Setting up your font library

Organize your font files and folder structure however you want.

Creating your own font location(s)

While other font managers copy or move your font files to an app-specific library location which may be hard to find, Typeface imports fonts directly from any folder on your Mac, external disk or network share. Typeface doesn’t move or copy your font files when importing, it just links to their location.

This means that you can organize your font files and directory structure however you want. For example you can keep your license files or other assets right next to the font files. Or you can sync your fonts with Dropbox such that your fonts are shared between Macs.

Font folder

The recommended way to manage your font files with Typeface is to create a central font folder on your Mac where you store your fonts. You can place this folder anywhere you like, for example create a ‘Fonts’ folder in your macOS User folder. Once you’ve added your font files to your new folder import that folder into Typeface by dragging it from Finder to the Typeface window. It will be added to the sidebar immediately and Typeface scans for any font files located in the folder.

You can create multiple font locations, for example one for free fonts and one for purchased fonts. Or create separate locations for different projects. It’s totally up to you.

Subfolders of your imported locations will also be visible and browsable in the sidebar. If you keep your font files organized in subfolders you have direct access to this structure in the app.

In short:

  1. Create a font folder on your Mac
  2. Move your font files to your custom font folder
  3. Drag the font folder to Typeface to connect the location

How to import new fonts?

Whenever you download fresh fonts from your favorite foundry you want to inspect all those beautiful characters and organise the fonts right away. To get them into the app simply move the downloaded files to one of your font folders.

Typeface scans your imported locations automatically when you launch the app, so if Typeface was closed you’ll see your new fonts appear a few moments after launching (scanning happens in the background). You can also manually refresh an imported location in the sidebar: Right click > Refresh and the new fonts will show up automatically. All fonts imported due to the refresh will be visible in the Last Import tag in the sidebar.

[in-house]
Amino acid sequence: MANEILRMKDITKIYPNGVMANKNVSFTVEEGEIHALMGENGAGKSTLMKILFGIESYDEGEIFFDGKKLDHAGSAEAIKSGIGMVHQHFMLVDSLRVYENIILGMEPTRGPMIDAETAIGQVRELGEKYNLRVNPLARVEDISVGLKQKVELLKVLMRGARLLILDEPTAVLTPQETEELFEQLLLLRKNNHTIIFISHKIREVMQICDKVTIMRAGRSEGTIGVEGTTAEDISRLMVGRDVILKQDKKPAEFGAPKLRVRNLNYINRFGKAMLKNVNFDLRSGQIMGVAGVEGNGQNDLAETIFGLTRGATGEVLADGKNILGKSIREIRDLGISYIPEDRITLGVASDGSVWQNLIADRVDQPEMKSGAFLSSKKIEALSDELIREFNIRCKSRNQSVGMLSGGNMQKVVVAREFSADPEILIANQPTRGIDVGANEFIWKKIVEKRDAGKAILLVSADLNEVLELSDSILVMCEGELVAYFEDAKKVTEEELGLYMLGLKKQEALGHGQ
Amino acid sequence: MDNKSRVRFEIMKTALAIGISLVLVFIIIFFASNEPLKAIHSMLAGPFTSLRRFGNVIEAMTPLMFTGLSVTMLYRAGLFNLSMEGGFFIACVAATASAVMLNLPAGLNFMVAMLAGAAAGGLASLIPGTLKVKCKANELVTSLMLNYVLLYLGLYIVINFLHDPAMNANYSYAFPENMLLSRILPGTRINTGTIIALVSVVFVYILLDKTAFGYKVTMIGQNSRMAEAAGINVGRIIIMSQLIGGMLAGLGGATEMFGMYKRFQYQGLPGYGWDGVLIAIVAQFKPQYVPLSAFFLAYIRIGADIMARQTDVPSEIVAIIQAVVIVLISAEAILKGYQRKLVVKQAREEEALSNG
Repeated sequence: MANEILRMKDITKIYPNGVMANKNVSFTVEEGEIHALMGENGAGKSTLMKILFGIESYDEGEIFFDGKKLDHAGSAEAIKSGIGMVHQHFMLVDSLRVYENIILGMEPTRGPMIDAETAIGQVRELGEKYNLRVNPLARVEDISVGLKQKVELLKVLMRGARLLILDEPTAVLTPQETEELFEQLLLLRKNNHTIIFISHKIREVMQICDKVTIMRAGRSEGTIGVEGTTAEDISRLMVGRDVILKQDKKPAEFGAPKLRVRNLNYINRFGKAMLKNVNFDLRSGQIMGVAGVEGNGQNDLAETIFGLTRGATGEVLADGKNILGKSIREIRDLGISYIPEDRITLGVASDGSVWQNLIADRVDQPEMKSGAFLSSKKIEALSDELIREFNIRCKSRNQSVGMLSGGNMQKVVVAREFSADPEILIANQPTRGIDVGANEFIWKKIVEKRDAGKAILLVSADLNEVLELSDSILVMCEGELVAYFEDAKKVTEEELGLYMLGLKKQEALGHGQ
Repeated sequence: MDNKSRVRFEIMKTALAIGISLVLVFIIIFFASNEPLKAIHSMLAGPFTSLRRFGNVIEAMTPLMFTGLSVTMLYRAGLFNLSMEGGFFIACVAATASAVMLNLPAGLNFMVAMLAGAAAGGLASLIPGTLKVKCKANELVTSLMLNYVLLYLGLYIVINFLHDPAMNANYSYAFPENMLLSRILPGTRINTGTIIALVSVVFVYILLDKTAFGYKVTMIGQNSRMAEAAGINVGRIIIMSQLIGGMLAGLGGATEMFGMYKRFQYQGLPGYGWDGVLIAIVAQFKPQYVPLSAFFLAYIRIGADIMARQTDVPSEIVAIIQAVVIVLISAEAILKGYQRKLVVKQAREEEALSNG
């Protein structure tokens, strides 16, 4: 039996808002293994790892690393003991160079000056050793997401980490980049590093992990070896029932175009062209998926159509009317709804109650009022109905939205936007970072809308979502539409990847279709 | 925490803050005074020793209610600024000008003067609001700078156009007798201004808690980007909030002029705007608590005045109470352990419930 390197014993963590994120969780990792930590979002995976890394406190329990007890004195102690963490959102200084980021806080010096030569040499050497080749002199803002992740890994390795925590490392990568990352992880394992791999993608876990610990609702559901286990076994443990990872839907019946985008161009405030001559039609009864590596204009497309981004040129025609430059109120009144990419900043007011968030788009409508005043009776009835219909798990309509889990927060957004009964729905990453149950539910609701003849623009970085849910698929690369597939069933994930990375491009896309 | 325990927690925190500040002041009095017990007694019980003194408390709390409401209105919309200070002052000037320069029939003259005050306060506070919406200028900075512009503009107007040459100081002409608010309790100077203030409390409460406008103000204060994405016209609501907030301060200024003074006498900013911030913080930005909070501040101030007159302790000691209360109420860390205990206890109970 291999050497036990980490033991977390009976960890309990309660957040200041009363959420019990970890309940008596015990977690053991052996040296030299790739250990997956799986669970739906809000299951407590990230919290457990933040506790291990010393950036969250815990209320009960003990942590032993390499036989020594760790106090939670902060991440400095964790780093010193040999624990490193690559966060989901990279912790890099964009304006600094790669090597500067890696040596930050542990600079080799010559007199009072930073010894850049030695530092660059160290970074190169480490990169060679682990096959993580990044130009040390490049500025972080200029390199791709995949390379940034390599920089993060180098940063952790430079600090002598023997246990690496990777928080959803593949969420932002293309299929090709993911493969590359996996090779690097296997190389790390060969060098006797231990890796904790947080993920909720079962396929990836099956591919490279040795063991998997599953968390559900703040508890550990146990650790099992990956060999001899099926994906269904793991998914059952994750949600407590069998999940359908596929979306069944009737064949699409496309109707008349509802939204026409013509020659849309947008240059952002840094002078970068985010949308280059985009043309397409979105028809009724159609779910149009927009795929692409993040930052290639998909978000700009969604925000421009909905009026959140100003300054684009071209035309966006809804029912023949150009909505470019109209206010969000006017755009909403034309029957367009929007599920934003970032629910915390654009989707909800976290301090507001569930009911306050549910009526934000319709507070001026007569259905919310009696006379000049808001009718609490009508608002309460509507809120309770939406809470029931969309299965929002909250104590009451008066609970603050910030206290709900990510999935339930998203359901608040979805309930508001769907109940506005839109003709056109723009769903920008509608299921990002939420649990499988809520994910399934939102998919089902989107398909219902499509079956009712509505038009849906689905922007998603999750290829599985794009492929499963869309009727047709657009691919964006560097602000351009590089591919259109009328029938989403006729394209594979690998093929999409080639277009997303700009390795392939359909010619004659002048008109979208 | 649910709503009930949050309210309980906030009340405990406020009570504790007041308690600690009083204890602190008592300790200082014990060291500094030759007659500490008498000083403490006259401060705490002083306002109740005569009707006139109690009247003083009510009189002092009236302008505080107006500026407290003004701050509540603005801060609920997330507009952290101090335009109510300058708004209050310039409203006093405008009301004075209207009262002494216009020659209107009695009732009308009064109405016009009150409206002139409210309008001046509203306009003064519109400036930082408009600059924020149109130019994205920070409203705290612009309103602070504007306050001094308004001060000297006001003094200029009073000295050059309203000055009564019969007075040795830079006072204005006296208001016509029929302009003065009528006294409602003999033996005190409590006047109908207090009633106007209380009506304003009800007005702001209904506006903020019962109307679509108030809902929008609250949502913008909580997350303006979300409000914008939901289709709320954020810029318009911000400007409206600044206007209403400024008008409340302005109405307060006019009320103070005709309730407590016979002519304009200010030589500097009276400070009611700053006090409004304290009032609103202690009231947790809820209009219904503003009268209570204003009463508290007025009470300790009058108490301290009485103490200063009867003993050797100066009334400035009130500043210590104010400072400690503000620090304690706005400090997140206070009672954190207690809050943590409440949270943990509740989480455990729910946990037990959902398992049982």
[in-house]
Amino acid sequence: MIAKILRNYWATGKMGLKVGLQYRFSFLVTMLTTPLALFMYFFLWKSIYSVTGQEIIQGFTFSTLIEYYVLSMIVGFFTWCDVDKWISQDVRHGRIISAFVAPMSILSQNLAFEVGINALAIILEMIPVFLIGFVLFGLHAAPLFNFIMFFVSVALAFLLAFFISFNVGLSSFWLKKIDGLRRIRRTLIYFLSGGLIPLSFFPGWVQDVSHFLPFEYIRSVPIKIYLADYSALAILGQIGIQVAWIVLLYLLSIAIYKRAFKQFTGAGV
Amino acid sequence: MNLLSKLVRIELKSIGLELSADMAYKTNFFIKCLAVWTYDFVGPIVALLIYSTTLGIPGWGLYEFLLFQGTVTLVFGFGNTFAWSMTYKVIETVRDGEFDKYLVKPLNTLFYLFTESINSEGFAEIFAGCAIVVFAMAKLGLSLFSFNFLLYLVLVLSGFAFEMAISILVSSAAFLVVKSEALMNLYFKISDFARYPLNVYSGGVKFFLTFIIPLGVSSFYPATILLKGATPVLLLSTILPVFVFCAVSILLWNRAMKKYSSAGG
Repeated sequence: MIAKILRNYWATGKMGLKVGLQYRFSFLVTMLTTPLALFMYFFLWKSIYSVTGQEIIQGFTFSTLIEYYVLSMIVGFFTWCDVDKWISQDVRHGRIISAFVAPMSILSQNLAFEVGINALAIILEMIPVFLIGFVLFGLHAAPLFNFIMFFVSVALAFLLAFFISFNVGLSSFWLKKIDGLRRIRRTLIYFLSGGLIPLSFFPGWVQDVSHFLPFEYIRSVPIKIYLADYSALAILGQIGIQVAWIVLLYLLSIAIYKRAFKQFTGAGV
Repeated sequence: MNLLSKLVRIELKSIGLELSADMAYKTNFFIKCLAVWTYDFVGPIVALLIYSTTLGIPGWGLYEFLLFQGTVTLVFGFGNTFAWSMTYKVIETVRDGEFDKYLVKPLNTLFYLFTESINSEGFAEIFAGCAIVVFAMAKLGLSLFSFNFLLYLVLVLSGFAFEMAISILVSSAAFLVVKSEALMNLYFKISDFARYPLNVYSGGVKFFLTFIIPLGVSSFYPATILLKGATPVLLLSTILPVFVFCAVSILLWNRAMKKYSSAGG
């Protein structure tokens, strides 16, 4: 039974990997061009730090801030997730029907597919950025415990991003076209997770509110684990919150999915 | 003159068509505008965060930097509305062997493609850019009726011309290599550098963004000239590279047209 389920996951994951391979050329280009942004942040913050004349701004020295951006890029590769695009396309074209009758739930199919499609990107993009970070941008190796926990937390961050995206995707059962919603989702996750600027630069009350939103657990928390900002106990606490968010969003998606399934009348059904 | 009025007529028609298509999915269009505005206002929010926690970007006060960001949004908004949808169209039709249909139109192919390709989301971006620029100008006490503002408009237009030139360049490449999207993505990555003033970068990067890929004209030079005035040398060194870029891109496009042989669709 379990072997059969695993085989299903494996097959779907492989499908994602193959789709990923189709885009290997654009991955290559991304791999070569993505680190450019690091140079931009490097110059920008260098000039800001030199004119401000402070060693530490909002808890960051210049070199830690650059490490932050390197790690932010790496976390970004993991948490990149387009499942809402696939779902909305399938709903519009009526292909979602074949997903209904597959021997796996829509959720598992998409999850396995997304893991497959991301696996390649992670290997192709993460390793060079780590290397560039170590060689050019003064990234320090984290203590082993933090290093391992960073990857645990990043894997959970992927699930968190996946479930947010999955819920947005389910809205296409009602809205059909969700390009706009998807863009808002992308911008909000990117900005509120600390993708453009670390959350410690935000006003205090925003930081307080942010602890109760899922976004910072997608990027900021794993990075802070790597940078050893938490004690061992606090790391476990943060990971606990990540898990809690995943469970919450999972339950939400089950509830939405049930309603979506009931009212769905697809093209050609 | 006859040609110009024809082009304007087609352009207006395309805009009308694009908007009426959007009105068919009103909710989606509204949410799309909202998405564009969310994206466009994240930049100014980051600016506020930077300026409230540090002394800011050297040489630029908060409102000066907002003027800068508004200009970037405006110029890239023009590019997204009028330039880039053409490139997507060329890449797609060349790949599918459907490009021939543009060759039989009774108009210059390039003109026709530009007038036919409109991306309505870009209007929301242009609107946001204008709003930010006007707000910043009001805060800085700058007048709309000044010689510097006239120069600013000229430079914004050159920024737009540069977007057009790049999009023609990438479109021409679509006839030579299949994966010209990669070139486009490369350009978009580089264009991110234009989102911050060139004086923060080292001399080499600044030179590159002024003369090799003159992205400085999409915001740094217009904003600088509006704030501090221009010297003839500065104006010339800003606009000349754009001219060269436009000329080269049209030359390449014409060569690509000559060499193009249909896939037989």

Typeface tracks the font files in your imported locations. Whether you add new fonts, move fonts, rename them or remove them, Typeface will update accordingly after a refresh. As long as the font files exist inside the imported location they’ll be visible in the app. Once you move a font outside of an imported folder (or move it to Trash) the font will be removed from Typeface as well.

In short:

  1. Download new font files
  2. Move the font files to your custom font folder in Finder
  3. Refresh the location in Typeface: Right click > Refresh

Importing from other font managers

When you’re switching from a different font manager you may want to transfer your existing font library over to Typeface. System fonts and fonts you’ve imported into Font Book are automatically imported into Typeface. You can learn more in the Font Book article.

You can also import your fonts and sets from Suitcase and FontExplorer, such that you can continue with the same library.

Font Book FontExplorer X Suitcase Fusion

If you’ve been using a different font manager to manage your fonts it depends on the app where your font files are stored. Since Typeface can import fonts from any location you can point it directly to where the font files are stored by your previous manager, or you can copy your fonts first to a more accessible folder. Look at the help documentation of your previous font manager to learn how to export the fonts from its library.

Once you’ve imported your font locations you’re all set and you can start using Typeface to preview, organize and activate your fonts!

Learn more